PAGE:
Thousands of Germans Protest Coronavirus Restrictions | News


Thousands of people marched through the German capital to protest against measures imposed to stem the coronavirus pandemic, claiming the restrictions violate people’s rights and freedoms.

Crowds gather in central Berlin on Saturday included a range of groups including vaccine opponents and conspiracy theorists, among others. There was also a small far-right presence with marchers carrying the black, white and red imperial flag of Germany.

Organizers initially hoped that half a million demonstrators would join the protest, but police estimated around 17,000 people had gathered. A handful of counter-demonstrators also gathered, many under the banner “Grannies against the Right”, and shouted “the Nazis” at the participants.

Police ended the main protest after determining that organizers were unable to ensure compliance with health and safety rules. They also said they had launched legal action against the organizers for “non-compliance with hygiene rules”.

The protest came as German officials fear a second wave of the pandemic, which has so far killed 9,154 people in the country amid 210,000 confirmed cases of the coronavirus.

The relatively low death rate – nearly a quarter of the UK, which has a smaller population – was seen as the result of Germany’s early imposition of strict measures.

People gather at the Brandenburg Gate to protest coronavirus restrictions [Markus Schreiber/The Associated Press]

But protesters said on Saturday the restrictions violated their rights. They hissed and called out ‘freedom’ and ‘resistance’, with some shouting ‘the biggest conspiracy theory is the coronavirus pandemic’.

Others chanted “we are the second wave”.

Few of the protesters wore masks or met the five-foot (1.5-meter) physical distance requirement, according to media reports, although police called them by megaphone to do so.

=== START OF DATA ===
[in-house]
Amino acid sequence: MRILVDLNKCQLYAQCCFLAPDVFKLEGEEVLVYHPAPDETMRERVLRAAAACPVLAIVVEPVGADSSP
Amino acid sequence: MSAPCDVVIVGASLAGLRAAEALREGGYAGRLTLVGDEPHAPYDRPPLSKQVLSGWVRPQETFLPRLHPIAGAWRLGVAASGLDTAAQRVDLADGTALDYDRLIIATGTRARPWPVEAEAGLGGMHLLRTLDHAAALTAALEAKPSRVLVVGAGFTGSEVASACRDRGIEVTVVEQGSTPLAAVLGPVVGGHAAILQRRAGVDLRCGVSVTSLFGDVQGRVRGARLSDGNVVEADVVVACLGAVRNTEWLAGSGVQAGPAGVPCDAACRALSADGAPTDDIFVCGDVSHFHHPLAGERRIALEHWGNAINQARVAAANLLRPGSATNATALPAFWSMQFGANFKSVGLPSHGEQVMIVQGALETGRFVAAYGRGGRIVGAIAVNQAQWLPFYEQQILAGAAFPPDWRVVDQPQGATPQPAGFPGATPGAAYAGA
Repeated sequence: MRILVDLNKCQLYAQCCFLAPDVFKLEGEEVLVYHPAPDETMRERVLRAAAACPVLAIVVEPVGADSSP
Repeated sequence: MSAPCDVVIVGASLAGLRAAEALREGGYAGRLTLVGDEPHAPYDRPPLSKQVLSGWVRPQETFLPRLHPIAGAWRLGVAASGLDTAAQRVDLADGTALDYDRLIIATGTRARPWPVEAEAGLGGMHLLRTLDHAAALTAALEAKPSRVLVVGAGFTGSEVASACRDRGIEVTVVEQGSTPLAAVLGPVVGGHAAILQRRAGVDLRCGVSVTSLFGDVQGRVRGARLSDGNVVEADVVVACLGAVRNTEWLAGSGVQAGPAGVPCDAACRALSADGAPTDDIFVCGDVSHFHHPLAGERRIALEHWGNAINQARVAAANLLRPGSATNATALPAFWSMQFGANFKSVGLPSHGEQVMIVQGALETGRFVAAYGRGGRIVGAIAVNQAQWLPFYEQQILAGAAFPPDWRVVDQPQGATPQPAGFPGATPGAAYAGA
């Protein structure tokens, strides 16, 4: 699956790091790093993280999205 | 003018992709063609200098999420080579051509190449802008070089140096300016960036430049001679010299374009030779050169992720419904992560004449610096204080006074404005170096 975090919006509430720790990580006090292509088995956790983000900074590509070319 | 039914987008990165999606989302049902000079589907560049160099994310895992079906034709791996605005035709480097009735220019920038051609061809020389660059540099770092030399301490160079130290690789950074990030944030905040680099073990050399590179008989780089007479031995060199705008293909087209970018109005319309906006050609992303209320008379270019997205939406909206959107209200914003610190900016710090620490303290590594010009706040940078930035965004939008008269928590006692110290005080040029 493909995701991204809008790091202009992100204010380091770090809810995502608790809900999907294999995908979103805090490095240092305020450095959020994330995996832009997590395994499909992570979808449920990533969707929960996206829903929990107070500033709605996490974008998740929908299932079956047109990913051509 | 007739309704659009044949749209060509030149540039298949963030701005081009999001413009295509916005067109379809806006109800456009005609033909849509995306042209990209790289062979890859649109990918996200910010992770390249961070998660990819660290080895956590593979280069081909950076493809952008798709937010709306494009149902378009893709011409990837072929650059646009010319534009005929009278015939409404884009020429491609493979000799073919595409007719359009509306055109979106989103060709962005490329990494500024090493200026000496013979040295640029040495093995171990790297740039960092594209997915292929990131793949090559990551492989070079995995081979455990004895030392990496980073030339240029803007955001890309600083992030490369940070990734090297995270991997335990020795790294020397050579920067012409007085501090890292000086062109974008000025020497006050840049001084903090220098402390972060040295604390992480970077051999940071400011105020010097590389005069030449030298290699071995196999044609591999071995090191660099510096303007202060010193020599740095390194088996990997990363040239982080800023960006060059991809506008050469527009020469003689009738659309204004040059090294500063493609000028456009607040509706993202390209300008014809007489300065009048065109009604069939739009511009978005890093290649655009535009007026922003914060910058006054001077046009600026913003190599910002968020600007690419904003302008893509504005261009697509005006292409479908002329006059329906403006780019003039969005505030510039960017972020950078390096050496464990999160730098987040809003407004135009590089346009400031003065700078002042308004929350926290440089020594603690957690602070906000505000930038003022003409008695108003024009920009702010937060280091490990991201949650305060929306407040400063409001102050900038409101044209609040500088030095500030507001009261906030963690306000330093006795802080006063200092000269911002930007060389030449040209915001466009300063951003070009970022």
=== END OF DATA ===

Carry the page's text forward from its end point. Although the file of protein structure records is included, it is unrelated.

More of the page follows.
The protest follows a rallying call from Michael Ballweg, an entrepreneur and political foreigner who has organized similar rallies in Stuttgart and is running for mayor of that city.

Fear of the second wave

In a report from Berlin, Al Jazeera’s Dominic Kane said the protests were felt most in “ministerial circles,” with federal and state officials fearing the rally could catalyze an increase in new infections that has already started, with the number of new daily cases being the highest since May. .

“When they see so many people, so many foreigners, gathering in central Berlin and breaking the rules, they are very worried that there is a second wave,” he said.

German Health Minister Jens Spahn on Saturday criticized rally attendees on Twitter: “Yes, protests should be allowed even amid the pandemic. But not like this. ”

Physical distancing, health and safety rules and protective wearing face masks serve to protect everyone, Spahn said, adding that only “Sense, perseverance and team spirit” will help overcome the pandemic.

Some politicians have taken a less measured approach, with the Social Democrats’ Saskia Esken, a junior coalition partner in Chancellor Angela Merkel’s government, calling the protesters “Covidiots.”

“No distancing, no mask. They not only endanger our health but also our success against the pandemic as well as economic recovery, education and society. Irresponsible! She wrote on Twitter.

Jan Redmann, regional leader of Merkel’s Christian Democrats in eastern Brandenburg state, was also targeting the protesters.

“A thousand new infections a day still and in Berlin there are protests against anti-virus measures? We can no longer afford this dangerous nonsense, ”said Redmann.

The German government, meanwhile, has been easing lockdown measures since the end of April, with physical distancing rules remaining in place, as will the requirement to wear masks on public transport and in shops.

“The very rules these protesters are protesting against are much less strict than they were at the height of the pandemic,” Al Jazeera’s Kane said. “This is why many Germans are wondering what exactly these protesters are protesting against when the rules have been relaxed for so long. “


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